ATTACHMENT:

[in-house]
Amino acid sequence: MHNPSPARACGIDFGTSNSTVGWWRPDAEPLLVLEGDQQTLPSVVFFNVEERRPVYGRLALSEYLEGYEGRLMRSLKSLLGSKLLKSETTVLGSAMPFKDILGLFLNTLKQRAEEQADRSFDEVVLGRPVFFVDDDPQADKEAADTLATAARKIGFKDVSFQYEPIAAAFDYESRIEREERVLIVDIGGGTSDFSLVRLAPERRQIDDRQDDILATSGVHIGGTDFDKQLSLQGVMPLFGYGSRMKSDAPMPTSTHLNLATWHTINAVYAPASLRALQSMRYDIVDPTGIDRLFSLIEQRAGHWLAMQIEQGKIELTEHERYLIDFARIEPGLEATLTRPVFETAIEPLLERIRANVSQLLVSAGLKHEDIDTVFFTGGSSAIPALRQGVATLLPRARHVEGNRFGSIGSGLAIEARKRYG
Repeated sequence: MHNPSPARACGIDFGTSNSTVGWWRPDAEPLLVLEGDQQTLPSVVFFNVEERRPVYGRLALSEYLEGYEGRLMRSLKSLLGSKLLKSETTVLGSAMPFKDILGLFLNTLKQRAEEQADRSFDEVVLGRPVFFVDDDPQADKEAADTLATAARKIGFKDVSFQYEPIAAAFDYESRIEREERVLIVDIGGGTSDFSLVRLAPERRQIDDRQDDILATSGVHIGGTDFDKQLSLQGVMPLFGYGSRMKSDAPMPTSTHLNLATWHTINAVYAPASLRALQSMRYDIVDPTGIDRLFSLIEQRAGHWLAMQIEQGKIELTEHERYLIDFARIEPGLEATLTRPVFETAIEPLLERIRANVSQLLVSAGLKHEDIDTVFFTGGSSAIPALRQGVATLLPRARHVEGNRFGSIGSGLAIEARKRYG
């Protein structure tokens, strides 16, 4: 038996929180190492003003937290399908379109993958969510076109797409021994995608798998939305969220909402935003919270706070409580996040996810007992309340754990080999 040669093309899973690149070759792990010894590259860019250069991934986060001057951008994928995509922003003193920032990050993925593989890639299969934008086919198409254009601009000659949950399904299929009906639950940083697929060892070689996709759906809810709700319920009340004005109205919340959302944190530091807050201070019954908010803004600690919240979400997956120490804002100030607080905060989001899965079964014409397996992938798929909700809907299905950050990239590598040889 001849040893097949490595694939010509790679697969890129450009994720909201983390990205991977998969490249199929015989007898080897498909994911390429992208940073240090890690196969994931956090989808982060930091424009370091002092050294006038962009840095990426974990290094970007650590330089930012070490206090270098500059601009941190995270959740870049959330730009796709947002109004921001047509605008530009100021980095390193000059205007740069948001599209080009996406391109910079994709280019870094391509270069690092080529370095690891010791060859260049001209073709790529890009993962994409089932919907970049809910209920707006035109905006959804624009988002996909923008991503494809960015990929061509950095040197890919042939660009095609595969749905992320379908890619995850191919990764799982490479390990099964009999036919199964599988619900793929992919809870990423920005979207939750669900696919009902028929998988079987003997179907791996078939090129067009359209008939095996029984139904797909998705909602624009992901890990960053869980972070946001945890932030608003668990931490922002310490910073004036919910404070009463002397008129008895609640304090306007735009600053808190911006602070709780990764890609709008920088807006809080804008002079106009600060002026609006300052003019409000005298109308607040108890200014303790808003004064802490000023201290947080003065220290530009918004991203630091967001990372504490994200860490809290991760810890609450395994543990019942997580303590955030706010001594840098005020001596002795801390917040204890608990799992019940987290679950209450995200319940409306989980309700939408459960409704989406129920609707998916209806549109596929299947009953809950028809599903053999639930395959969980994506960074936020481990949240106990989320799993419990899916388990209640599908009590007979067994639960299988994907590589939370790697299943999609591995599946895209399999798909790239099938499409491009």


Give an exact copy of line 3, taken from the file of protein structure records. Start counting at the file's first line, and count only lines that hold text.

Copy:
Repeated sequence: MHNPSPARACGIDFGTSNSTVGWWRPDAEPLLVLEGDQQTLPSVVFFNVEERRPVYGRLALSEYLEGYEGRLMRSLKSLLGSKLLKSETTVLGSAMPFKDILGLFLNTLKQRAEEQADRSFDEVVLGRPVFFVDDDPQADKEAADTLATAARKIGFKDVSFQYEPIAAAFDYESRIEREERVLIVDIGGGTSDFSLVRLAPERRQIDDRQDDILATSGVHIGGTDFDKQLSLQGVMPLFGYGSRMKSDAPMPTSTHLNLATWHTINAVYAPASLRALQSMRYDIVDPTGIDRLFSLIEQRAGHWLAMQIEQGKIELTEHERYLIDFARIEPGLEATLTRPVFETAIEPLLERIRANVSQLLVSAGLKHEDIDTVFFTGGSSAIPALRQGVATLLPRARHVEGNRFGSIGSGLAIEARKRYG